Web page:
Having missed out on the event last year, I made sure to take the time out to watch this year’s World Round Up, streamed live from the Cloverdale Rodeo in Canada. I had expected the standard to be high, however actually watching the event unfold, it really became apparent what an important event the Round Up is for freestyle, and how the wide array of up and coming new freestylers are making for more exciting and unpredictable contests.
This year’s amateur finals were divided into three heats of four riders based on their rankings from the semi-finals. Going into the event, Isamu Yamamoto, the youngest competitor at this year’s Round Up, was sat in the top spot, followed by Kaue Aroujo and Andy Anderson in 2nd and 3rd respectively.
As the event began, the first heat introduced me to several freestylers I had not previously heard of; although the World Round Up has previously been saturated with a few street/park skaters looking for something different, so this was to be expected really. Overall, this was a pretty enjoyable heat to watch, particularly if you’re a fan of bonelesses!
The second heat was primarily comprised of traditionalist freestylers and a few freestyle-heavy-but-streetstyle-enthused up and comers, who could easily have climbed up through the ranks if they could stick a perfect run. For me, the real highlight of this heat was Pete Betti, who was seemingly going for the record number of carousels in a single combo in a contest run; making three in total but looking comfortable enough to make many more. Perhaps this year’s US Championships will see the first ever carousel only run?
Going into the final heat, it was clear that any one of these four riders was going to take the top spot. The heat was comprised of three of last year’s top amateurs, Jacob Whitt, Andy Anderson and Kaue Aroujo, along with the contest newcomer and rising star, young Isamu Yamamoto. This contest was almost too close to call, with all riders putting together perfect and very individualised runs.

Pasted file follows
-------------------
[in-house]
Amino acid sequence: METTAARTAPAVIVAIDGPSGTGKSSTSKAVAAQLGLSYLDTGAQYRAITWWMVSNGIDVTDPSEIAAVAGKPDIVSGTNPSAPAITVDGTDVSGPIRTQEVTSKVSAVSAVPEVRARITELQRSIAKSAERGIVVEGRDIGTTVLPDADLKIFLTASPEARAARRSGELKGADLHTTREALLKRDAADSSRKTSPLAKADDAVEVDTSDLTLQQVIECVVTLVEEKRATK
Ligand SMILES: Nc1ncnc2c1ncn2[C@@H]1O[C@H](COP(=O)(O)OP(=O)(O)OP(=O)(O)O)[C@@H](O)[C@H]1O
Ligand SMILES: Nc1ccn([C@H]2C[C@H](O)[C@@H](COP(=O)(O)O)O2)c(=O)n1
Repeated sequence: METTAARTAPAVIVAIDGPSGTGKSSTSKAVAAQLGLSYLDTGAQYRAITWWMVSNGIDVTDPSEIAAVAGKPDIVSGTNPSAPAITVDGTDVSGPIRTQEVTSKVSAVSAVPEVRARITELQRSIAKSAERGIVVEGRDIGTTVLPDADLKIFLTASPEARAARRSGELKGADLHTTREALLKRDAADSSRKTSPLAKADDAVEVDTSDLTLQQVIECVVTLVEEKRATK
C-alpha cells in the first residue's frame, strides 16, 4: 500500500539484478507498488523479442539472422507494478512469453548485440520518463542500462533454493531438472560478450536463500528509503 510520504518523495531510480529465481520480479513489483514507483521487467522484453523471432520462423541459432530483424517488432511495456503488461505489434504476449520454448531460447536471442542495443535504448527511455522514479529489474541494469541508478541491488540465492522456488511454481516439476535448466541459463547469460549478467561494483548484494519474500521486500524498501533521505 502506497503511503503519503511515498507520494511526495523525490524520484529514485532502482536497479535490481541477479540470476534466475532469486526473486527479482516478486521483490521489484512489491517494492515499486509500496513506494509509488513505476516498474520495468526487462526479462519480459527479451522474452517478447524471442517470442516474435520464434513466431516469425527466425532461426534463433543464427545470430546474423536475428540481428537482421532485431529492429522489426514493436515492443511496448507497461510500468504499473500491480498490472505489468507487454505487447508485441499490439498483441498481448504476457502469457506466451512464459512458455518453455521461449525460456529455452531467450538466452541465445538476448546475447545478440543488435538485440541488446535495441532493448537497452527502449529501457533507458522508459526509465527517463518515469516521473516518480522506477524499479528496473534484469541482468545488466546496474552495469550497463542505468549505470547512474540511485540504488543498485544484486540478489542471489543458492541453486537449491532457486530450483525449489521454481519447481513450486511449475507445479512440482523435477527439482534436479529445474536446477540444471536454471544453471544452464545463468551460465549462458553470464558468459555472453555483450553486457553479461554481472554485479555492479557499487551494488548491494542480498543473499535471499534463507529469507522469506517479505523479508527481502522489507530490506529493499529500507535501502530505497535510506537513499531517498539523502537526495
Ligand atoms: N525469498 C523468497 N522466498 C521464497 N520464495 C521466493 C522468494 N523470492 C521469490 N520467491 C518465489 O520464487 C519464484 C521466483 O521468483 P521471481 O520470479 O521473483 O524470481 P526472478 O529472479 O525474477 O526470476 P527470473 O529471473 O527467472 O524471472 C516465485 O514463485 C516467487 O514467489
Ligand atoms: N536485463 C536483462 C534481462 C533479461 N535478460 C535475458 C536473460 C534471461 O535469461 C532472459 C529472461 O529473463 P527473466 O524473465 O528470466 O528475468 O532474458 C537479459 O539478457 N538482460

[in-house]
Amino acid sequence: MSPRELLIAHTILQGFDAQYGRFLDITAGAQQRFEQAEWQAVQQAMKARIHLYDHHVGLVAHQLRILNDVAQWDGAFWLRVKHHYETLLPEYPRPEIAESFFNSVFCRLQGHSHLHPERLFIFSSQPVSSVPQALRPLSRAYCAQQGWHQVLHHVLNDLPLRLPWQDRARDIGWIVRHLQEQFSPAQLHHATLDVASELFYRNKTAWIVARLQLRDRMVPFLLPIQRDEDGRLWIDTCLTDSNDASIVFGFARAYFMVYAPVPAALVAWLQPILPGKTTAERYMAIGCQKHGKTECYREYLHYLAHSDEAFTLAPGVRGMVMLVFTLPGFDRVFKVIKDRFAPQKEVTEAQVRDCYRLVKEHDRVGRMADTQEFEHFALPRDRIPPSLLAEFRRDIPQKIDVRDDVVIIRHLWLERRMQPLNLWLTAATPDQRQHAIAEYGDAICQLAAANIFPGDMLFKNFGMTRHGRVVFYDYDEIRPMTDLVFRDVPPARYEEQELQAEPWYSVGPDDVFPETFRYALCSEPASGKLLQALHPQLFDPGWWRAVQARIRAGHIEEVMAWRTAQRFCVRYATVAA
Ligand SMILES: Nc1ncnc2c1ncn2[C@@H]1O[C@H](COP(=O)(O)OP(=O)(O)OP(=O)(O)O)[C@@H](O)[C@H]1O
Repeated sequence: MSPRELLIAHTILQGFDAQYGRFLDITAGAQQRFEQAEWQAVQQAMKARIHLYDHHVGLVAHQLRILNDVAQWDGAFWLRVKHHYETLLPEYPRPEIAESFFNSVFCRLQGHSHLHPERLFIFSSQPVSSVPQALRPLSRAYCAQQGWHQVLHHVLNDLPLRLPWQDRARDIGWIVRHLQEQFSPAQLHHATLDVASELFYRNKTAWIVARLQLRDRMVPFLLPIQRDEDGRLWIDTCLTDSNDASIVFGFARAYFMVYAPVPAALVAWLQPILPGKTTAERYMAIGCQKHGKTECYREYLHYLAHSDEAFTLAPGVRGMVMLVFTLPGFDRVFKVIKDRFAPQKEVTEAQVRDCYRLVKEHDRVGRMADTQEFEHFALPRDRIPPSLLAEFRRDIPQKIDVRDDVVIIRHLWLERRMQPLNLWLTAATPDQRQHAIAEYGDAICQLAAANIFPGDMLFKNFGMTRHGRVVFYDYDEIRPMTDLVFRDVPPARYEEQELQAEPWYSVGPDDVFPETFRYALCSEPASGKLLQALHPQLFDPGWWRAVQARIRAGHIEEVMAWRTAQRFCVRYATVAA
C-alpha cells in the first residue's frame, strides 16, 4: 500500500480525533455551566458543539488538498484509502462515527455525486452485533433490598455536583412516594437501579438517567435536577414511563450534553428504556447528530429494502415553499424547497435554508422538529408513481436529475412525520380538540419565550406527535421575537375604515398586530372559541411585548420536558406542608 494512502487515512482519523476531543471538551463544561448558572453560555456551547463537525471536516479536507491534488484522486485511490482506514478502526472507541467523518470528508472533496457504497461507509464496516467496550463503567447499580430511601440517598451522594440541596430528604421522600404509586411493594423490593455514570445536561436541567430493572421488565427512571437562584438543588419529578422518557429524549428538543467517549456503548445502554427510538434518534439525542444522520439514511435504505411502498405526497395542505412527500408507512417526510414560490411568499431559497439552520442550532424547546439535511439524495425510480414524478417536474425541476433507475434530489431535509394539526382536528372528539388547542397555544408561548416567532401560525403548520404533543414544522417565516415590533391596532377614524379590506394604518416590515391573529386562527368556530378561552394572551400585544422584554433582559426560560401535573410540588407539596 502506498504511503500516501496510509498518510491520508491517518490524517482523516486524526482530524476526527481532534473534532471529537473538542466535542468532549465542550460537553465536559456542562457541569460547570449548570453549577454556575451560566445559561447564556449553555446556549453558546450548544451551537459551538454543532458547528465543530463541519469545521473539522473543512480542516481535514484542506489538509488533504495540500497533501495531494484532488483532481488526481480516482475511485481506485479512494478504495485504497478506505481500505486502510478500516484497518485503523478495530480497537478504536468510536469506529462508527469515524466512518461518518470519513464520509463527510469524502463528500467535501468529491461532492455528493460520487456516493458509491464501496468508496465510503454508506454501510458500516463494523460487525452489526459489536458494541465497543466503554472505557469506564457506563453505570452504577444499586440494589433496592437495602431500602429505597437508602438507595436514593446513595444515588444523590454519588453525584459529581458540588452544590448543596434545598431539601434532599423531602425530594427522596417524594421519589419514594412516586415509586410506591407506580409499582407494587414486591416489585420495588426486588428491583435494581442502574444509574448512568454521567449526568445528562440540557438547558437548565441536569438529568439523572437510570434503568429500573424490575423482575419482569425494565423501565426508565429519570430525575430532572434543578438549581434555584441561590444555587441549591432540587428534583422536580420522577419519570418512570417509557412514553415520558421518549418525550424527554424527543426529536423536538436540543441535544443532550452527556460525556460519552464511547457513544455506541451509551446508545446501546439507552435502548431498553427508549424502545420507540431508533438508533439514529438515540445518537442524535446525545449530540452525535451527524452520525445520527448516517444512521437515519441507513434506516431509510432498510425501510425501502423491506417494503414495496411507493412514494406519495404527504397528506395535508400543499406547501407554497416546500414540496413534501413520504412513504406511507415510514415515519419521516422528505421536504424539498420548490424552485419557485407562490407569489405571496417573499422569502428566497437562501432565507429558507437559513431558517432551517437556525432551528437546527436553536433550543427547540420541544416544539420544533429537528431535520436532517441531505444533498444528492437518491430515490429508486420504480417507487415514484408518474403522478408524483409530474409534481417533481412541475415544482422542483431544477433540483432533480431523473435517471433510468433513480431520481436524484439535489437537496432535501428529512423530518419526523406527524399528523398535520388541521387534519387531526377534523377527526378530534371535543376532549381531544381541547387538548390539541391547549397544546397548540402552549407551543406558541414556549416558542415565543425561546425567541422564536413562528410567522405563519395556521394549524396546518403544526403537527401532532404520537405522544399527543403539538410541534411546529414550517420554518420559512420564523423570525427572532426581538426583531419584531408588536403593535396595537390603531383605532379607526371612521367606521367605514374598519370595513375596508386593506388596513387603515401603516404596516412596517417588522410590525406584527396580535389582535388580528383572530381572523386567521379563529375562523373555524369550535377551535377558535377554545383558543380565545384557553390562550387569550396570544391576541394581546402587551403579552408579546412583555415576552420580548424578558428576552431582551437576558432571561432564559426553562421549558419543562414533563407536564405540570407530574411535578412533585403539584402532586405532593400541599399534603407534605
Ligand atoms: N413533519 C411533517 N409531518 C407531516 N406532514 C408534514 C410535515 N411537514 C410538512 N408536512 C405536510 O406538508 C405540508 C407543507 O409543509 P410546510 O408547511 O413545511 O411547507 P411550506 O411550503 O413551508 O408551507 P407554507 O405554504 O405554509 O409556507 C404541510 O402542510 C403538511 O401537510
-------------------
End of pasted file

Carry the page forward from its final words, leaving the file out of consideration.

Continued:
Jacob’s run featured smoothly executed handstand variations and railflips, whilst Andy’s run was a primarily shove it and wheelie based run. Kaue put together a run bringing together elements from all disciplines of freestyle, making for an excellently balanced run, whilst Isamu hammered through some incredibly technical combinations that would have felt more at home in a best trick contest.
It was an incredible, almost pro-worthy heat, however in the end it was always going to be Isamu Yamamoto who walked away with the win, delivering a wonderfully varied and technical run with Mullen-esque trick density. Isamu is still doing tricks that nobody else does in contest runs and with two contest wins already this year, Isamu could definitely be looking at professional level skateboarding in the not too distant future.
All in all, the amateur contest was an enjoyable opener for the World Round Up event. With riders putting everything they have on the line, often trying even bolder runs and combinations than the professionals, the enjoyment to be had from watching an amateur contest typically comes down to the consistency of the riders. With several riders putting together perfect runs and some creative and unique combos from all competitors, the competition was certainly a success in this respect.
Did you watch the World Round Up this year? Who were your favourite amateurs to watch? Join the discussion on the LateTricks facebook page, or tweet us @fslatetricks.
All photos used in this article are from the Protest Skateboards website. Make sure to check them out!